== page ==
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Authors: Daniel Silva

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44
Bavaria, Germany

The source of Uzi Navot's remarkably accurate intelligence left Munich at 10:15 a.m. in the trunk of an Audi sedan. He remained
there, bound and gagged, until the car reached the Bavarian village of Irschenberg, where he was placed in the backseat next
to Gabriel. Together they listened to the breaking news on ARD as the car began the ascent toward the Obersalzberg.

“Something tells me the Brünner boomlet just ended.” Gabriel looked down at Estermann's phone, which was vibrating. “Speak
of the devil. That's the third time he's called.”

“He probably thinks I'm behind the story you planted in
Die Welt
.”

“Why would he think that?”

“The bombing operation was highly compartmentalized. I
was one of four people who knew the attacks were part of the Order's efforts to help him win the general election.”

“Talk about fake news,” remarked Gabriel.

“You're the one who engineered that story in
Die Welt
.”

“But everything I told them was true.”

In the front passenger seat, Eli Lavon laughed quietly before lighting a cigarette. Mikhail, who spoke only limited German,
concentrated on his driving.

“I really wish your associate would put out that cigarette,” protested Estermann. “And must the other one tap his fingers
like that? It's very annoying.”

“Would you rather he tap on you instead?”

“He did quite enough of that last night.” Estermann worked his jaw from side to side. “Wolf is probably wondering why he hasn't
heard from me.”

“He will in an hour or so. Something tells me he'll be relieved to see you.”

“I wouldn't be so sure about that.”

“How many guards will be at the checkpoint?”

“I told you that already.”

“Yes, I know. But tell me again.”

“Two,” said Estermann. “Both will be armed.”

“Remind me what happens when someone arrives.”

“The guards call Karl Weber, the chief of security. If the guests are expected, Weber allows the car to proceed. If they're
not on the list, he checks in with Wolf. During the day, he's usually in his study. It's on the second floor of the chalet.
The gospel is in the safe.”

“What's the combination?”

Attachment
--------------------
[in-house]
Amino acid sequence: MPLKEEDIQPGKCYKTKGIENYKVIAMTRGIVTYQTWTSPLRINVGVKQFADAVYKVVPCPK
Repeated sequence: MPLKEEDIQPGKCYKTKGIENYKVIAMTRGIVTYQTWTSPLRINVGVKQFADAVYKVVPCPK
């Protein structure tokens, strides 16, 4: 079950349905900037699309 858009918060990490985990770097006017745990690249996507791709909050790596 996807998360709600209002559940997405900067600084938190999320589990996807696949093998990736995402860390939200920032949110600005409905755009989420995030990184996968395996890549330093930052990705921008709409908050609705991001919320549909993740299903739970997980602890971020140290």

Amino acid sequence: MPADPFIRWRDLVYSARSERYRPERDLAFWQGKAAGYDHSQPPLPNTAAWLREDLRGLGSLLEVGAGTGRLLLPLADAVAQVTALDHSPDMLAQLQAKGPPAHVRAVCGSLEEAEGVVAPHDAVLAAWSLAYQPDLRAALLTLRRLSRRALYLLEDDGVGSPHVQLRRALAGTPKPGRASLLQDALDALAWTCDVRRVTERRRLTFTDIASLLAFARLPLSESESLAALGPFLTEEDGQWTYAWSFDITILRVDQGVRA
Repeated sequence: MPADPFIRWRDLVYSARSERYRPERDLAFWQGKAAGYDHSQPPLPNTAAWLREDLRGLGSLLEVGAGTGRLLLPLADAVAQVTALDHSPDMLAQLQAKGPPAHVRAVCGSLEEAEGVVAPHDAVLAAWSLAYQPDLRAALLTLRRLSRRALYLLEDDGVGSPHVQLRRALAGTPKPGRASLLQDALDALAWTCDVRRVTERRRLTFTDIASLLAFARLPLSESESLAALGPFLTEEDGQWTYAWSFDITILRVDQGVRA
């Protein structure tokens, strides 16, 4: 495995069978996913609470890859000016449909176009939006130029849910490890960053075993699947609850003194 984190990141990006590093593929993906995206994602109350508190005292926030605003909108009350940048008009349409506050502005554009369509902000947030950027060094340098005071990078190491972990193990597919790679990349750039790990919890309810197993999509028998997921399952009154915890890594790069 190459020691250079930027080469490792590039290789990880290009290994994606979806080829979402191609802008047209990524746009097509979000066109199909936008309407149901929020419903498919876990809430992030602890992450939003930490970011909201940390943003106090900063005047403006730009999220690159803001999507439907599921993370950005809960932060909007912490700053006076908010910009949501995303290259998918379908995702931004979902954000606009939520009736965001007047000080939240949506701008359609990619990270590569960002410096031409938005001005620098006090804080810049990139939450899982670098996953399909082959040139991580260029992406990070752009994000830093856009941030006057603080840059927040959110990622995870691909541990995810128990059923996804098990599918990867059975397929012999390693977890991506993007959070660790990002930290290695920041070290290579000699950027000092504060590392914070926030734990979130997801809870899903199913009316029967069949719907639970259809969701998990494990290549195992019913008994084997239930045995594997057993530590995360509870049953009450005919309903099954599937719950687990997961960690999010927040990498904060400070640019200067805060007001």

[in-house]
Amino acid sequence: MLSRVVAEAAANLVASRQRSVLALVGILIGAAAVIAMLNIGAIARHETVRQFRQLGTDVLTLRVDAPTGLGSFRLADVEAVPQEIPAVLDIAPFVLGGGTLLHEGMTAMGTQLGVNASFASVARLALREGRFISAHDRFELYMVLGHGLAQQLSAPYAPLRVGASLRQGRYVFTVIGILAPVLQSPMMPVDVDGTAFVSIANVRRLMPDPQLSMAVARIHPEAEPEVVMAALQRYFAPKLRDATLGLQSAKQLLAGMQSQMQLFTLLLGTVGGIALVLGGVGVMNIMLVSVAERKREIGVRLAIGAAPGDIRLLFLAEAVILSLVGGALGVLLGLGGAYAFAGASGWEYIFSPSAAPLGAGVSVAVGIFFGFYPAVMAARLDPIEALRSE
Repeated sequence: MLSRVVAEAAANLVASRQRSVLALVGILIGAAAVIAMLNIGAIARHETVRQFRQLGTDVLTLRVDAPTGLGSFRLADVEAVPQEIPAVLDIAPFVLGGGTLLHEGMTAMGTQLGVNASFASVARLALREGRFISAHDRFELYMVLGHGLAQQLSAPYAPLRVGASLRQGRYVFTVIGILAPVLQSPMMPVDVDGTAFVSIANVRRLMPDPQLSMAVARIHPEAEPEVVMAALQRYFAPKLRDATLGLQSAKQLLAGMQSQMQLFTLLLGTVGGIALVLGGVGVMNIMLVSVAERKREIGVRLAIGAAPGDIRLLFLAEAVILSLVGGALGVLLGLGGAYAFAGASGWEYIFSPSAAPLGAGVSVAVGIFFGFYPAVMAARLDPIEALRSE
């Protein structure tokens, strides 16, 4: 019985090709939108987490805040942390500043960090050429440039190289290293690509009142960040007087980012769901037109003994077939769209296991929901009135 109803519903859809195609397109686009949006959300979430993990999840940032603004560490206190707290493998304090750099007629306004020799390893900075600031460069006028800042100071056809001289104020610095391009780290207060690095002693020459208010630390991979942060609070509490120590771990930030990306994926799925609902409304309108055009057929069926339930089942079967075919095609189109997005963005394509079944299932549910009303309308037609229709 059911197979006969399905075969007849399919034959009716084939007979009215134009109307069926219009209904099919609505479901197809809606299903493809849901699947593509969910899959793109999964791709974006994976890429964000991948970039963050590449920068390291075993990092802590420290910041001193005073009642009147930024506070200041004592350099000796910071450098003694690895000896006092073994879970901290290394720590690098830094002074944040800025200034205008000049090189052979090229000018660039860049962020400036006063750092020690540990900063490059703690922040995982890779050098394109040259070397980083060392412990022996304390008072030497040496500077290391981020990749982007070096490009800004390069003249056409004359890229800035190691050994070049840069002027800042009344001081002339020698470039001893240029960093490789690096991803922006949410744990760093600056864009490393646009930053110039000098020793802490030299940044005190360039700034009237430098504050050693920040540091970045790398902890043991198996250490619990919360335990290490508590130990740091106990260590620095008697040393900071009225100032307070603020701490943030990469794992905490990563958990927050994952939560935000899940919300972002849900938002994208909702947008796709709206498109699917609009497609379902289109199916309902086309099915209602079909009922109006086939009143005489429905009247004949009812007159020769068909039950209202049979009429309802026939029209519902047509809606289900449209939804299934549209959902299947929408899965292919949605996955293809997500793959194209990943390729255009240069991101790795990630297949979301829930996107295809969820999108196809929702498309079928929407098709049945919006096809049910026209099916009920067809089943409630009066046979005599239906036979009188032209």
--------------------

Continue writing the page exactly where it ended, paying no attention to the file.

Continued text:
“Eighty-seven, ninety-four, ninety-eight.”

“Not exactly hard to remember, is it?”

“Wolf requested it.”

“Sentimental reasons?”

“I wouldn't know. Herr Wolf is rather guarded when it comes to his personal life.” Estermann pointed toward the Alps. “Beautiful,
aren't they? There are no mountains like that in Israel.”

“That's true,” admitted Gabriel. “But there are no people like you, either.”

 

These days, it is common practice for politicians of every ideological stripe to line their pockets by writing—or hiring someone
to write—a book. Some are memoirs, others are clarion calls for action on issues near and dear to the politician's heart.
Those copies that are not sold in bulk to supporters generally gather dust in warehouses or in the living rooms of journalists
who are sent free copies by the publisher with the hope they might murmur something favorable on cable television or social
media. The only winner in this charade is the politician, who typically pockets a large advance. He assures himself he deserves
this money because of the enormous personal and financial sacrifice he has made by serving in government.

In the case of Adolf Hitler, the book that made him wealthy was written a decade before his rise to power. He used a portion of the royalties to purchase Haus Wachenfeld, a modest holiday chalet in the mountains above Berchtesgaden. He commissioned an ambitious renovation of the dwelling in 1935, based on a rough sketch he made on a board borrowed from Albert Speer, his minister of armaments and war production. The
result was the Berghof, a residence Speer described as “most impractical for the reception of official visitors.”